For developers new to AWS, here’s a great video on how to get started:

Many developers have already qualified for and received their promotion code for AWS. AWS combined with the Amazon Appstore provide a solid suite of solutions to build apps and a great place to get exposure. MightyMeeting, an app that enables users to run online meetings on the go from tablets, smartphones, or any web-enabled device is one great example. “We needed a cost-efficient robust infrastructure that could be used to manage presentations and online meetings in the cloud and scale up or down dynamically depending on the workload. We found that AWS addresses all our needs, even real-time media streaming during a meeting,” says Dmitri Tcherevik, CEO of MightyMeeting Inc.

Learn more about the AWS SDK and this promotion online here. To apply your code, sign up for an AWS account and apply your promotion code by visiting: http://aws.amazon.com/awscredits/

Submit your app online here.
 

October 05, 2011

amberta

Last week Amazon announced the upcoming release of Kindle Fire.  Kindle-fire-screenshot

Kindle Fire is a new addition to  the Kindle family with a vibrant color touch display that offers instant access to the Amazon Appstore, along with Amazon’s massive selection of digital content and free storage in the Amazon Cloud.  A fast and powerful dual-core processor powers the 14.6-ounce device that’s light enough to hold with one hand—all for only $199.

Customers in the U.S. can pre-order Kindle Fire at www.amazon.com/kindlefire.  Read more in the press release.

What does this mean for you?
Kindle Fire ships on November 15.  We encourage you to ensure you have submitted the most current versions of all your apps to the Amazon Appstore for Android.  Now is also a good time to verify that each app’s meta-data (including list price) is up-to to-date.  You can update your existing apps and submit new apps using the Amazon Appstore Developer Portal.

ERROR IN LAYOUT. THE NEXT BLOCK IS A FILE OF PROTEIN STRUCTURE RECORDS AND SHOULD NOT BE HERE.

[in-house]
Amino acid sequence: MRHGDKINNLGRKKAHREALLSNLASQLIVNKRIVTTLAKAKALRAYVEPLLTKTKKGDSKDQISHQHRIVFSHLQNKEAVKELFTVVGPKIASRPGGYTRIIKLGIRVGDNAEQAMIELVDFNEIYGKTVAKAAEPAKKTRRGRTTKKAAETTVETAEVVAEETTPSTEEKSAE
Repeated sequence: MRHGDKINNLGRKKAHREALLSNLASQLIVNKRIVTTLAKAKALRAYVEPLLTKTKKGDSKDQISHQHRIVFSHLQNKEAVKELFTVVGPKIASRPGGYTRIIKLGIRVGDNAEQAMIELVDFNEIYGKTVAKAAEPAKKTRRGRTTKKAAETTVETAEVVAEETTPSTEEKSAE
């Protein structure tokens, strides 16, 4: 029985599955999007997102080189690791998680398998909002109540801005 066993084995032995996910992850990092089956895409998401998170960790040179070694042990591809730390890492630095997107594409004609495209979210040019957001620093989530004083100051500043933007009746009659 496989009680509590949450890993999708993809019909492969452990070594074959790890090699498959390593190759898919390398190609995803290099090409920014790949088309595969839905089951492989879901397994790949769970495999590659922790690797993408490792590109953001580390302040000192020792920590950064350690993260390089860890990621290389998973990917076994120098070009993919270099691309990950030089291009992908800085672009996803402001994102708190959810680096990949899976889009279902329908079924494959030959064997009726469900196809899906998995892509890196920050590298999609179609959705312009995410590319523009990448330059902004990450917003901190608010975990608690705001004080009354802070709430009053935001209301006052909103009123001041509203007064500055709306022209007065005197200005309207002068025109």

Where can I find the technical specifications for Kindle Fire?

The Kindle Fire has a 7” multi-touch display with 1024 x 600 pixel resolution at 169 ppi, can display 16 million colors, and has instant access to the Amazon Appstore for Android.  For more detailed information about the device, including technical specifications, app compatibility information, development tips, and instructions for submitting your app, please see our Kindle Fire FAQ

How can developers get merchandising placement in the Amazon Appstore and on Kindle Fire?

If you have ideas about merchandising and marketing your app at the Amazon Appstore, or if you would like to be considered for Free App of the Day placement, please fill out the the Marketing Proposal Form.

We appreciate your interest in the Amazon Appstore for Android and the new Kindle Fire!

September 28, 2011

Amazon Mobile App Distribution Program

Kindle Fire is a new addition to the Kindle family with a vibrant color touch display that offers  instant access to the Amazon Appstore, along with Amazon’s massive selection of digital content and free storage in the Amazon Cloud. A fast and powerful dual-core processor powers the 14.6-ounce device that’s light enough to hold with one hand—all for only $199.Apps-on-kindle-fire

Kindle Fire puts Amazon’s incredible selection of digital content at customers’ fingertips:

  • Amazon Appstore for Android – thousands of popular apps and games
  • 18 million movies, TV shows, songs, magazines, and books
  • Ultra-fast web browsing - Amazon Silk 
  • Free cloud storage for all your Amazon content
  • Vibrant color touchscreen with extra-wide viewing angle  
  • Fast, powerful dual-core processor 

Key features:

Stunning Color Touchscreen: Content comes alive on a 7” vibrant color touchscreen that delivers 16 million colors in high resolution and an extra-wide viewing angle.

Fast Dual-Core Processor: Kindle Fire features a state-of-the-art dual-core processor for fast, powerful performance. Stream music while browsing the web or read books while downloading videos.

Easy to Hold in One Hand: Designed to travel with you wherever you go. Light enough to hold in just one hand, Kindle Fire is perfect for browsing, playing, reading and shopping on-the-go.

Beautifully Simple and Easy To Use: Designed from the ground up, Kindle Fire's simple, intuitive interface lets customers spin effortlessly through your recent titles and websites straight from the home screen.